Pancake cereal haunted me for nearly two weeks before I caved into it. I had spent nearly three years pitching viral food videos, blurting out Frankenstein-y concoctions like “Philly Cheesesteak Nachos!” only to go back to my desk to figure out what the hell I just invented. I thought that phase of my life was over. But, to quote tweens everywhere, “It’s not ‘just a phase, Mom.’” I couldn’t help but smile as dozens of bowls of thumbprint-sized pancakes filled my TikTok feed. I’d be late to the party, sure, but I wasn’t going to miss out. And that seems to be a feeling we’re all having right now.
While most viral food trends are pretty flash-in-the-frying-pan, pancake cereal has had some staying power. Even now, it remains a trending hashtag on the video-sharing platform, with tagged posts netting a collective 941 million views and climbing. Searches for “mini pancake cereal” are up 180 percent, according to Google Trends, and it’s not just that one dish—other viral foods, like Dalgona coffee, White Claw Slushies and froggy bread—continue to see a surge in popularity.
WANNA GO VIRAL? WHIP UP SOME NOSTALGIA
As we live in quarantine, the delightful escapes we often sought out after seeing others share them online—say, booking a trip to Croatia after seeing your high school best friend’s photos on Instagram—have changed. Partly because they have to, since we’re all self-isolating at home, and partly because we suddenly have the time to try out these over-the-top treats. Plus, the ones really taking off tend to require very minimal ingredients—a huge perk when what you’ll find on grocery store shelves on any given week is anyone’s guess.
But it’s even more than that: “In my opinion, I think it is because we are feeling the innate need to infuse a little joy into our everyday lives, especially during these uncertain times,” says nutrition expert Katie Boyd, adding that the dishes going viral all tend to tap into a nostalgia for simpler times (much like the sudden return of tie-dye and throwback Instagram accounts, like @thankyouatoosa, which chronicles teen magazine features of the late ‘90s and early aughts). “[It’s] like when we were kids and could just be carefree and indulge. I think it is a fun and entertaining way to eat!”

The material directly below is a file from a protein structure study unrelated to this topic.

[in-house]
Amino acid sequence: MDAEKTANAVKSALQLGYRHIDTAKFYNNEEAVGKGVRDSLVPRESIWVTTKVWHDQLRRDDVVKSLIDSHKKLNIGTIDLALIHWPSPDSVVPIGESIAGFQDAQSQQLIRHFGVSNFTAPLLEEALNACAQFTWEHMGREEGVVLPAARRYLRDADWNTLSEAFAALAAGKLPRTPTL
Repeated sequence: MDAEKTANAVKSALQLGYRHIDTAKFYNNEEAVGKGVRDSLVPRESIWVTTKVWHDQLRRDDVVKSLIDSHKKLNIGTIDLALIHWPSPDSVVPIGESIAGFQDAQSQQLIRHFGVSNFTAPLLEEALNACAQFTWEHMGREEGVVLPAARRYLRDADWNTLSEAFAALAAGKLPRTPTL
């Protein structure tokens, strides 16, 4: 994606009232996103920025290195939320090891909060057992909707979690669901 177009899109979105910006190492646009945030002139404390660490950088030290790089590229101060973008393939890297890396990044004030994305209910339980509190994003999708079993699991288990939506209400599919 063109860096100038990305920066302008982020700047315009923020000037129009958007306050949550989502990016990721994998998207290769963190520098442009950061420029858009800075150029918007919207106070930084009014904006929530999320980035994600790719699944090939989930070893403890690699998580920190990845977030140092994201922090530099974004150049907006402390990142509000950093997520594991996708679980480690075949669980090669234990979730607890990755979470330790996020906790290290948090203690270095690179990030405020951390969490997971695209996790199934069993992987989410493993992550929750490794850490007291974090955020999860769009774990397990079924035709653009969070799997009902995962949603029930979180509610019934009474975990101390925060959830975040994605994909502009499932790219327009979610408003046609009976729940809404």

That’s just it: Whipped coffee is a sweet, frothy take on your typical morning cup of joe. Pancake cereal is the twee twist on a Sunday morning staple. It’s the sugar-coated glow-up of the mundane.
THE BELGIAN WAFFLE CEREAL #FAIL
It gives you #content for your social media feeds, sure, but it also gives you something to look forward to—an act Talkspace Director of Clinical Content and mental health counselor Amy Cirbus says can be helpful in letting you release that underlying sense of anxiety many of us are dealing with right now. “Do something for yourself and create a routine that feels good for you,” she advised when we spoke a few weeks ago about breaking free of the Sunday Scaries (or “Everyday Scaries,” as some people are feeling right now).
That was reason enough for me to start dreaming up my own riffs on pancake cereal: Belgian waffle cereal? Mini chocolate chip pancake cereal? Blueberry puree-infused pancake cereal?! I started with the former, and soon realized why waffle cereal wasn’t blowing up my feed already—you wind up with shards of waffle bits that become a pain to clean out of the waffle maker. Fail, but it made for a laugh. I wasn’t in a rush to be anywhere; I just shook my head and started over, this time with chocolate chip pancake cereal. I soon learned to keep the burner on extra low, so I could pour quarter-sized circles of batter out of a Ziploc bag and top them with mini chocolate chips before the pancakes would finish baking. I shrieked as I tried flipping pancakes, nearly sending them flying everywhere.
MINI PANCAKE CEREAL: TEDIOUS BUT WORTH IT
It was way more enjoyable than a typical Tuesday morning at 7:30 a.m.—both the pre-COVID mornings, where I’d frantically rush from daycare to the train to get to work and my more recent quarantine mornings where I’d pour out some (regular) cereal and run through all of the things I should be doing: work out, devise a robust lesson plan for my daughter’s homeschooling day, do my hair so my coworkers aren’t subjected to yet another Zoom call with Cousin It. This, however, was fun for the sake of fun.
After 30 minutes, I made one cup’s worth of pancake cereal. It was every bit as delightful—and tedious—as you might imagine. It’s not something I’d do every day, and only time will tell if I ever make it again, but when I shared it with my family and posted it online, it sparked a dozen conversations with people from all areas of my life. No matter how far apart, we connected, even if only for a few DMs. And in these isolated times, those little moments of connection make all the difference.